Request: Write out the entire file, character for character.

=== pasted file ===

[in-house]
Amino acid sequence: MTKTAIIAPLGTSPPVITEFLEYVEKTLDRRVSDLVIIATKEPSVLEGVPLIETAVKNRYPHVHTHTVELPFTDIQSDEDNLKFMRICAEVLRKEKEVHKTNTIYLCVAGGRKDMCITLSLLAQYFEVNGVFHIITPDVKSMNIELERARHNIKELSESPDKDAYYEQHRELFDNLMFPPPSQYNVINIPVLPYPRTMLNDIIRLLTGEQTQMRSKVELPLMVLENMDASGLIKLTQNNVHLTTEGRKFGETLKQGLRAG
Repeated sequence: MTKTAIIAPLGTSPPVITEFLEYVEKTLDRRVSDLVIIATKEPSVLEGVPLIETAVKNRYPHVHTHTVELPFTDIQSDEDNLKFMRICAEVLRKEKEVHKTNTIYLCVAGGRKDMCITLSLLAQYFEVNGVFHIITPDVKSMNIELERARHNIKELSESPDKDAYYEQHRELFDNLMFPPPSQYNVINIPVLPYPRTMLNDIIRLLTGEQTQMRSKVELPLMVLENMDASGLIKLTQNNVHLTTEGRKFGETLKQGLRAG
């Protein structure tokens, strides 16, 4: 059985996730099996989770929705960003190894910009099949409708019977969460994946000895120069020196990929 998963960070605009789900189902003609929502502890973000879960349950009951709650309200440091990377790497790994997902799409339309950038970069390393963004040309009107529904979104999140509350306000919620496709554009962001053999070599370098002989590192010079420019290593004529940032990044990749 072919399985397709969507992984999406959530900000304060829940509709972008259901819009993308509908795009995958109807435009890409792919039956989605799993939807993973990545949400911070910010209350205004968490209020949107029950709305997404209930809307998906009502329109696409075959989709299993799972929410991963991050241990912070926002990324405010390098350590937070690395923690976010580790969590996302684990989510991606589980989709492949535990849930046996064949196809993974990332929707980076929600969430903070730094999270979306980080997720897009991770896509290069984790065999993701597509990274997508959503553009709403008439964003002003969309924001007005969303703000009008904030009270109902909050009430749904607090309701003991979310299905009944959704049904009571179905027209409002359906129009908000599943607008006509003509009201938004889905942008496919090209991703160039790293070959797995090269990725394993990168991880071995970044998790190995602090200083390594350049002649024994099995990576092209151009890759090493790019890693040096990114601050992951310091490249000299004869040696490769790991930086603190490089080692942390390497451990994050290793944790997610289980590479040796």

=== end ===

[in-house]
Amino acid sequence: MTKTAIIAPLGTSPPVITEFLEYVEKTLDRRVSDLVIIATKEPSVLEGVPLIETAVKNRYPHVHTHTVELPFTDIQSDEDNLKFMRICAEVLRKEKEVHKTNTIYLCVAGGRKDMCITLSLLAQYFEVNGVFHIITPDVKSMNIELERARHNIKELSESPDKDAYYEQHRELFDNLMFPPPSQYNVINIPVLPYPRTMLNDIIRLLTGEQTQMRSKVELPLMVLENMDASGLIKLTQNNVHLTTEGRKFGETLKQGLRAG
Repeated sequence: MTKTAIIAPLGTSPPVITEFLEYVEKTLDRRVSDLVIIATKEPSVLEGVPLIETAVKNRYPHVHTHTVELPFTDIQSDEDNLKFMRICAEVLRKEKEVHKTNTIYLCVAGGRKDMCITLSLLAQYFEVNGVFHIITPDVKSMNIELERARHNIKELSESPDKDAYYEQHRELFDNLMFPPPSQYNVINIPVLPYPRTMLNDIIRLLTGEQTQMRSKVELPLMVLENMDASGLIKLTQNNVHLTTEGRKFGETLKQGLRAG
């Protein structure tokens, strides 16, 4: 059985996730099996989770929705960003190894910009099949409708019977969460994946000895120069020196990929 998963960070605009789900189902003609929502502890973000879960349950009951709650309200440091990377790497790994997902799409339309950038970069390393963004040309009107529904979104999140509350306000919620496709554009962001053999070599370098002989590192010079420019290593004529940032990044990749 072919399985397709969507992984999406959530900000304060829940509709972008259901819009993308509908795009995958109807435009890409792919039956989605799993939807993973990545949400911070910010209350205004968490209020949107029950709305997404209930809307998906009502329109696409075959989709299993799972929410991963991050241990912070926002990324405010390098350590937070690395923690976010580790969590996302684990989510991606589980989709492949535990849930046996064949196809993974990332929707980076929600969430903070730094999270979306980080997720897009991770896509290069984790065999993701597509990274997508959503553009709403008439964003002003969309924001007005969303703000009008904030009270109902909050009430749904607090309701003991979310299905009944959704049904009571179905027209409002359906129009908000599943607008006509003509009201938004889905942008496919090209991703160039790293070959797995090269990725394993990168991880071995970044998790190995602090200083390594350049002649024994099995990576092209151009890759090493790019890693040096990114601050992951310091490249000299004869040696490769790991930086603190490089080692942390390497451990994050290793944790997610289980590479040796």